Old Mutual calls on MTN to clear Afghan militant aid accusations
Old Mutual’s ESG head, Robert Lewenson, on Friday said the allegations were severe and threatened MTN’s attractiveness to investors.
Lewenson said MTN could lose out on key markets and investments in the event of any conviction directly or indirectly to terrorist activities.
“Companies can become blacklisted,” Lewenson said. “From our perspective, we would like to see full transparency and full disclosure to the market. We would also like the company to articulate what the plan for bringing the allegations to a close.”
MTN, Africa’s mobile giant, faces new allegations of helping militant groups in Afghanistan, including paying protection money, in an amended lawsuit filed last week on behalf of hundreds of families of US soldiers.
The original lawsuit was aimed at least at eight multinational companies, which operated in Afghanistan and Iran between 2009 and 2017.
The suit was initially filed in December 2019 in the US District Court in the District of Columbia and alleged the companies violated the US Anti-Terrorism Act by paying protection money to al-Qaeda and the Taliban. The new, amended complaint filed early this month by Washington-based law firms, alleged that MTN’s “conduct targeted the US" by executing a strategy reliant on dominating markets in unstable countries not allied with Washington.
MTN said it was reviewing the new material in consultation with its legal advisers, but remained of the view that it conducted its business in a responsible manner in all its territories. The mobile operator said it would continue to defend its position.
Lewenson said the allegations threatened MTN’s investability. He said MTN could be excluded from certain indices. “More and more indices are introducing criteria that exclude companies that engage in certain types of controversies. You lose the ability to raise capital in the capital markets,” he said.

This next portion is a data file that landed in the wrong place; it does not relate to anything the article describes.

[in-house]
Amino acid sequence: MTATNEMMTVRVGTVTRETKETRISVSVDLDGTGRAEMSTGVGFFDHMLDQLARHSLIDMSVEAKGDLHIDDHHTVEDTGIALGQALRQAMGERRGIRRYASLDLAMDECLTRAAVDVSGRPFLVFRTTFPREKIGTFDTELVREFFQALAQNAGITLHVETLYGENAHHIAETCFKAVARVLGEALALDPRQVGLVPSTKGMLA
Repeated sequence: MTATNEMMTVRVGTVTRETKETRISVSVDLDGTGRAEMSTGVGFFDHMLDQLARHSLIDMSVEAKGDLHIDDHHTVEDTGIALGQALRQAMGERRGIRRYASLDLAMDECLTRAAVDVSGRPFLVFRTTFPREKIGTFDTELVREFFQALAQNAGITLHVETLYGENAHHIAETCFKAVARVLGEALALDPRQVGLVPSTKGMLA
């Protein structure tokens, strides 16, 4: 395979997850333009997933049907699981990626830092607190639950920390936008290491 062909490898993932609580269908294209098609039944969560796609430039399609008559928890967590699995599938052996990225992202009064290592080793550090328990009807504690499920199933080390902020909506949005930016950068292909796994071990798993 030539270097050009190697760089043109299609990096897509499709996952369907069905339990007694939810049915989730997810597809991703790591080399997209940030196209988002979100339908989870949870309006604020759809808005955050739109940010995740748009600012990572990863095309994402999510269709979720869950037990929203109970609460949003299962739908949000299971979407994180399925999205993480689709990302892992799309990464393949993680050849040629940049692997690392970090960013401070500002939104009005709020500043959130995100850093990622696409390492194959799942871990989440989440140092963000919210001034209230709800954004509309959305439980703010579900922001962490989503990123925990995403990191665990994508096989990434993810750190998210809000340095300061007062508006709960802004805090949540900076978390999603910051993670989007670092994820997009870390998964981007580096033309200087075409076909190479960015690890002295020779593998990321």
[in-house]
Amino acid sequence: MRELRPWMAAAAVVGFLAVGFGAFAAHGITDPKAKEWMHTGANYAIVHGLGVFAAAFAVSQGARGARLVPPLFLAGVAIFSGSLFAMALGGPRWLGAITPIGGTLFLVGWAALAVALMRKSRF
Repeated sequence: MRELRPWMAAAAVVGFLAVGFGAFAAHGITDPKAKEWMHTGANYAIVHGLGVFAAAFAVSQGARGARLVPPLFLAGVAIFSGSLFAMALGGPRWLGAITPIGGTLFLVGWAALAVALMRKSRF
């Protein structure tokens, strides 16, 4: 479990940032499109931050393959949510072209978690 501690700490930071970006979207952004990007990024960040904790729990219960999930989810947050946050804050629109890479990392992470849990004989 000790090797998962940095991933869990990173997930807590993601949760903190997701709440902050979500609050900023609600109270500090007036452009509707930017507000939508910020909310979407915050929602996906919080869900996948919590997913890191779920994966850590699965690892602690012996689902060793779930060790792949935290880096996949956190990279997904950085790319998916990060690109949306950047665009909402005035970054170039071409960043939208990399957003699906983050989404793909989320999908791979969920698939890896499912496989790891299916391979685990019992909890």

“You lose a committed group of long-term investors such as ourselves who want a better outcome. You see that your ability to enter new markets becomes at risk.”
Over the past five years, MTN has faced a series of regulatory challenges that resulted in a $1billion (R17bn) fine by Nigerian authorities for missing the deadline to deactivate unregistered SIM cards. Nigerian regulators also accused the group of allegedly moving $8.1bn out of the country and owing $2bn in back taxes.
In a move to manage regulatory risks, MTN announced a major shake-up to its board, including the appointment of former deputy Finance Minister Mcebisi Jonas as the new chairperson last May.
It also established an international advisory board, chaired by former president Thabo Mbeki, to guide the group in navigating complex geopolitical issues.
“Going forward, we would like to see fewer controversies coming through in their operations. Yes, we expect that there will be some controversies which need to be dealt with, but it is crucial that the board has a clear view of how the controversies are being dealt with. Because of the experience of the board, we would expect things to smooth out,” Lewenson said.